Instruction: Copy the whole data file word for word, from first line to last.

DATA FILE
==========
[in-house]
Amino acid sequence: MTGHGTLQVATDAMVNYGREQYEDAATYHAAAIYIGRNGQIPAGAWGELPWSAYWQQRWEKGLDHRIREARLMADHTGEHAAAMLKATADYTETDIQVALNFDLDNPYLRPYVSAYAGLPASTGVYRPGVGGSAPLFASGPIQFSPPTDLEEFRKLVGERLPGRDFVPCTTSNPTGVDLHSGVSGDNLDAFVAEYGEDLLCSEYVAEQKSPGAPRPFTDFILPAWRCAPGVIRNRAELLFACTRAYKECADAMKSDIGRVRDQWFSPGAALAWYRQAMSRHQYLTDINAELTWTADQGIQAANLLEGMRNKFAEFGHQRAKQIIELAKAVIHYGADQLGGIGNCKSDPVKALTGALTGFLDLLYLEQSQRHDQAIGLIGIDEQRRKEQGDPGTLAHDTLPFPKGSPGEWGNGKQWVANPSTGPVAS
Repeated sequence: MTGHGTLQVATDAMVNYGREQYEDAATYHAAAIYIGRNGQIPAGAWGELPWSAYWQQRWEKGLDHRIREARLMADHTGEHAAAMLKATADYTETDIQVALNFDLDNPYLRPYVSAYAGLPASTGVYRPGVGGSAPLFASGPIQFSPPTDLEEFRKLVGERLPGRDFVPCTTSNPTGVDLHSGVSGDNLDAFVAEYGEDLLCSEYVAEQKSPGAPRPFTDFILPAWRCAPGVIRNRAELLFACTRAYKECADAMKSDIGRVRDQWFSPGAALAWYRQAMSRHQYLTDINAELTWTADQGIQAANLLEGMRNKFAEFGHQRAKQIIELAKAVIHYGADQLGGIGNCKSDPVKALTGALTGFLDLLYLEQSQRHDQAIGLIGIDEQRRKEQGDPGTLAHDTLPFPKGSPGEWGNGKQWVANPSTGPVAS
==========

[in-house]
Amino acid sequence: MTGHGTLQVATDAMVNYGREQYEDAATYHAAAIYIGRNGQIPAGAWGELPWSAYWQQRWEKGLDHRIREARLMADHTGEHAAAMLKATADYTETDIQVALNFDLDNPYLRPYVSAYAGLPASTGVYRPGVGGSAPLFASGPIQFSPPTDLEEFRKLVGERLPGRDFVPCTTSNPTGVDLHSGVSGDNLDAFVAEYGEDLLCSEYVAEQKSPGAPRPFTDFILPAWRCAPGVIRNRAELLFACTRAYKECADAMKSDIGRVRDQWFSPGAALAWYRQAMSRHQYLTDINAELTWTADQGIQAANLLEGMRNKFAEFGHQRAKQIIELAKAVIHYGADQLGGIGNCKSDPVKALTGALTGFLDLLYLEQSQRHDQAIGLIGIDEQRRKEQGDPGTLAHDTLPFPKGSPGEWGNGKQWVANPSTGPVAS
Repeated sequence: MTGHGTLQVATDAMVNYGREQYEDAATYHAAAIYIGRNGQIPAGAWGELPWSAYWQQRWEKGLDHRIREARLMADHTGEHAAAMLKATADYTETDIQVALNFDLDNPYLRPYVSAYAGLPASTGVYRPGVGGSAPLFASGPIQFSPPTDLEEFRKLVGERLPGRDFVPCTTSNPTGVDLHSGVSGDNLDAFVAEYGEDLLCSEYVAEQKSPGAPRPFTDFILPAWRCAPGVIRNRAELLFACTRAYKECADAMKSDIGRVRDQWFSPGAALAWYRQAMSRHQYLTDINAELTWTADQGIQAANLLEGMRNKFAEFGHQRAKQIIELAKAVIHYGADQLGGIGNCKSDPVKALTGALTGFLDLLYLEQSQRHDQAIGLIGIDEQRRKEQGDPGTLAHDTLPFPKGSPGEWGNGKQWVANPSTGPVAS